Tags

Lamentations is the translation of the title from the Greek Septuagint, Threnoi. In the Hebrew Bible, books are named by their first words and so this book is titled ‘Ekah, “How”. In Christian Bibles Lamentations follows the Book of Jeremiah. Lamentations has historically be attributed to the prophet Jeremiah. However it is unlikely that Jeremiah was actually the author. In Hebrew Bibles, Lamentations is part of the Writings. It is read on the ninth day of Ab as part of a day of mourning remembering the destruction of the Temple. In Christian communities, Lamentations is read during Holy Week.

The destruction of the Temple in 586 BCE by the Babylonians was the end Judah as an independent nation. The book was written after the destruction of the Temple but before it was rebuilt at the end of the sixth century BCE. We do not know the exact date or location where the book was written.

You will notice how these poems resemble Psalms 74 and 79 which were also written after the destruction of the Temple.

The first four poems (chapters 1,2,3,4) are acrostics using the 22 letter Hebrew alphabet. (See psalm 111, 112,145; Prov 31:10-31 for other examples). Each verse or stanza begins with a letter of the alphabet in alphabetical order. Chapter 3 is a triple acrostic in that all three verses of each stanza begin with the same letter. Chapter 5, while not an acrostic, has 22 verses. Perhaps the acrostic form was used to indicate total destruction ( i.e. from A to Z).  Acrostic poems tend to break into fragments rather than read as one entity.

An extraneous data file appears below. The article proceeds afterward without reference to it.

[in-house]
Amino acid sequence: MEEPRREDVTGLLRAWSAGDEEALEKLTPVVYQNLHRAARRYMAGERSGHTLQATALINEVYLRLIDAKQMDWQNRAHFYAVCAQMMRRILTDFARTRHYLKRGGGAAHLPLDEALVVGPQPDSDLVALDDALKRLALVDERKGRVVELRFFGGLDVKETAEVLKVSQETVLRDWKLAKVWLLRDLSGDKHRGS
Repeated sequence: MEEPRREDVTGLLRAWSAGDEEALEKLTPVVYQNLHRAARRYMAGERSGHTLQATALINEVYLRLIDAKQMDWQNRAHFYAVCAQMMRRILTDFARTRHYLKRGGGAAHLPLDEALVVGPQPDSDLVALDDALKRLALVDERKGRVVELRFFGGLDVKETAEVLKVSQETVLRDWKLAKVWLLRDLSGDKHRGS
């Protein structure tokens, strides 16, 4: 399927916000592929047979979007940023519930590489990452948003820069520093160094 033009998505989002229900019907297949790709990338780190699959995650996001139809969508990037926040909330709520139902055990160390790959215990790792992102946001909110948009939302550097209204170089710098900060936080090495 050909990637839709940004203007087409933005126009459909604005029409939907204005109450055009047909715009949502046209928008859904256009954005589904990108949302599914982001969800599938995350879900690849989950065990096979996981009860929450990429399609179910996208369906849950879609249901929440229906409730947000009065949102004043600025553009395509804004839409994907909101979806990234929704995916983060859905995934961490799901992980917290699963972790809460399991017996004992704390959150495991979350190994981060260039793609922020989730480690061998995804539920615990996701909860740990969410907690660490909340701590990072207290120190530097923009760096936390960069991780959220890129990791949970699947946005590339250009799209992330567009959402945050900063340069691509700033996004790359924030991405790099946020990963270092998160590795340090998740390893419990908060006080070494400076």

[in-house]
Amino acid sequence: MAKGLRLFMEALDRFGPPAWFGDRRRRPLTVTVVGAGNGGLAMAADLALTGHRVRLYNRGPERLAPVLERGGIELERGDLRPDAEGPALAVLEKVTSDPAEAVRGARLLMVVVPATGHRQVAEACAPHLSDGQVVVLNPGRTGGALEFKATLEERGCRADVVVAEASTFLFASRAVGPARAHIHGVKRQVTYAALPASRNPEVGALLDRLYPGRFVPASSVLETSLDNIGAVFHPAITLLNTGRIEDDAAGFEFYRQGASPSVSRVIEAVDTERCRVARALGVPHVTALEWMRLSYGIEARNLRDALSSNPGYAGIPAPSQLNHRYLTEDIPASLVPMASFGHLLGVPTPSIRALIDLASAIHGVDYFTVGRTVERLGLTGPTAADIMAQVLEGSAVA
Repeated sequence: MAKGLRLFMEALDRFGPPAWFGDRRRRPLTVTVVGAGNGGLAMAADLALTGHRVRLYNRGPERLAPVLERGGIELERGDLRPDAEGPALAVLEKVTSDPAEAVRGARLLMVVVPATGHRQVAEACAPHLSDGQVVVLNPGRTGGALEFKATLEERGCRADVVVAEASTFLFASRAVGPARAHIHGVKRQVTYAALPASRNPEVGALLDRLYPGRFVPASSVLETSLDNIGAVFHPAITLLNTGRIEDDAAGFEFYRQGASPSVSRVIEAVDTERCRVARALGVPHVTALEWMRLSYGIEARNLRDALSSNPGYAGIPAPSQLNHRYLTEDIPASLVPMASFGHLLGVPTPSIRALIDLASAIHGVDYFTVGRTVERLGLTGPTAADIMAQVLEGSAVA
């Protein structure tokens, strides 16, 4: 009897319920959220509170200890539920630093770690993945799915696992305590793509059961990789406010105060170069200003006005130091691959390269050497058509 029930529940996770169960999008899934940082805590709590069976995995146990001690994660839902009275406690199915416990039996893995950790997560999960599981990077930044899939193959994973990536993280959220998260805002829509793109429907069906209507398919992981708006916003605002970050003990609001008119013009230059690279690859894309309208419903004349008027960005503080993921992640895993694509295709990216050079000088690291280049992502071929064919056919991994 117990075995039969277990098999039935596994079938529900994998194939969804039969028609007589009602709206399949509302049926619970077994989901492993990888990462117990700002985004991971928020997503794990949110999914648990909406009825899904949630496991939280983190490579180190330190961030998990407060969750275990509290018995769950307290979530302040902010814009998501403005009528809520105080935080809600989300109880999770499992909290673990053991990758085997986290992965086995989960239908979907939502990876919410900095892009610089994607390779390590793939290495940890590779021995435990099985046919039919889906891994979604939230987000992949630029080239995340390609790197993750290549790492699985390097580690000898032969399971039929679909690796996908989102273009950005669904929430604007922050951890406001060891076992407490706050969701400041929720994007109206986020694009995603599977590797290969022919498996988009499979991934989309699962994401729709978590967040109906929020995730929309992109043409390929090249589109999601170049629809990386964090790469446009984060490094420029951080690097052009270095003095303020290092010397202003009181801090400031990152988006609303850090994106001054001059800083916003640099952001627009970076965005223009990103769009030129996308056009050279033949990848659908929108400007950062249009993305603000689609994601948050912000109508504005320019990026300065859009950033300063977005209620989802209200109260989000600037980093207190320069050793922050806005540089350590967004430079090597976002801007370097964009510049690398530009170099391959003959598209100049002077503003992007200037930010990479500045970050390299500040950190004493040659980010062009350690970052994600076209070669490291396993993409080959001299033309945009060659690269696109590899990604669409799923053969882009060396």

In the first four poems there is a unequal length between the two parts that form each line or sentence. The second line is usually shorter than the first. This produces a “limping” 3:2 meter.

This is a book of public mourning and the language and images are striking and hard to read because of the pain and suffering that is described. Lamentations assumes the theology of Deuteronomy- sin leads to divine punishment. Babylon was merely an agent used by God. God is responsible for the disaster and God will be the one to end the exile.

Here are several good sources to aid your reading of Lamentations

Anderson, Bernhard W., Katheryn Pfister Darr, Understanding the Old Testament Abridged fourth Edition. (Upper Saddle River,New Jersey: Prentice Hall) 1998.

Berlin, Adele, “Lamentations” in The New Oxford Annotated Bible with Apocrypha: New Revised Standard Version.Coogan, Michael D.; Brettler, Marc Z.; Perkins, Pheme; Newsom, Carol A. (2010-01-20) Oxford University Press. Kindle Edition.

Gottwald, Norman K. “Lamentations” in  HarperCollins Bible Commentary Mays, James L. ed.(San Francisco: HarperSanFrancisco) 2000.

O’Connor, Kathleen M. “Lamentations”,in The New Interpreter’s Bible Commentary Vol 6 Keck, Leander E. ed. (Nashville: Abingdon Press) 1996

Advertisements